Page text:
Earlier this month, Musk appeared before a meeting of the National Governor's Association wherein he described AI as the greatest risk we face as a civilisation. (Representational image)
Artificial Intelligence or AI is growing at a rapid pace. In fact, the technology holds the potential to fundamentally transform the world we live in. It is present in our everyday activities, take for instance the smart recommendation systems on e-commerce platforms, image recognition systems on our smartphones, email spam filtering and speech recognition to name a few. Most researchers agree that a super-intelligent AI is unlikely to exhibit human emotions like love or hate, and that there is no reason to expect AI to become intentionally benevolent. However, the possibility of the same being used to do something devastating is highly likely and CEO of Tesla, Elon Musk agrees.
Earlier this month, Musk appeared before a meeting of the National Governor’s Association wherein he described AI as the greatest risk we face as a civilisation. "On the artificial intelligence front, I have access to the most cutting-edge AI, and I think people should be really concerned about it," he said. This isn’t the first time that Musk has described AI to pose an existential threat to humanity. But his statements before the nation’s governors were notable both for their dire severity and his call for government intervention. AI expert, Manuela Veloso of Carnegie Mellon University doesn’t believe that the human race is even close to the point where AI might pose a superior threat. She however adds that the government must implement regulations on any AI-related products to ensure consumer safety. "I believe there should be regulation (of AI) the same way if you and I would create some kind of milk in a factory," Veloso said.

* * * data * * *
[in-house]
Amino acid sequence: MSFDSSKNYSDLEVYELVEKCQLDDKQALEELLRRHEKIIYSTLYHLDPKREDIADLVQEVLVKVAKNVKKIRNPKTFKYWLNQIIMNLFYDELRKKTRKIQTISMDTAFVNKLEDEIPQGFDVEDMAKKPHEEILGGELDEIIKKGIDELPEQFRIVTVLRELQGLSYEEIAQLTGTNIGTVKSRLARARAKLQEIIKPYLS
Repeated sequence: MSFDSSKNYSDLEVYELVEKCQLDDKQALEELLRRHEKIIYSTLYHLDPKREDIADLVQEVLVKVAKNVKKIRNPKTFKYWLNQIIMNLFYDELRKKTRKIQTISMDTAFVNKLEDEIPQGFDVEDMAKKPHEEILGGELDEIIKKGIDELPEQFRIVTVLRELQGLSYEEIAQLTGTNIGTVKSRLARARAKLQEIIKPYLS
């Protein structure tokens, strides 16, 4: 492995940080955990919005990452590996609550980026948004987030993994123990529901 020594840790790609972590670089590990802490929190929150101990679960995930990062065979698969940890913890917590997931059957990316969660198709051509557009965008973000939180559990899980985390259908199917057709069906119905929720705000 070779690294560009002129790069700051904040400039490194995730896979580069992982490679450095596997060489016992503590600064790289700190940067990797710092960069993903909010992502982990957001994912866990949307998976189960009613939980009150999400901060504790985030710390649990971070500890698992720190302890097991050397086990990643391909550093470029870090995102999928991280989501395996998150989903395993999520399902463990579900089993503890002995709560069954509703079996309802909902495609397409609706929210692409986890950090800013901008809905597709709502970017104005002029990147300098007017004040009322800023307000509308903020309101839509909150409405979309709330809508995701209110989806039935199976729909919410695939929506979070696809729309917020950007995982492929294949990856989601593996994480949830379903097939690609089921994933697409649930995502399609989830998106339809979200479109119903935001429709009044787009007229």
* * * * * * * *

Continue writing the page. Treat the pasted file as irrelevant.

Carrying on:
At the same time she also believes that scientists must be given the freedom to push the limits of AI as far as they can within the safety of their labs. "I think the research, before it becomes a product, you can experiment, you can research or anything, otherwise we’ll never advance the discoveries of AI," she said.
While researchers and experts agree that regulations need to be put in place, the question of exactly who should be responsible for this task still remains unanswered. Since the government doesn’t have a dedicated regulatory body to ensure appropriate functionality of AI, it is really difficult to think of any other alternative to carry out this task. It’s high time the government of leading nations start considering the fact that it is important for them to establish a panel that will take shape soon and will begin offering rules on this matter.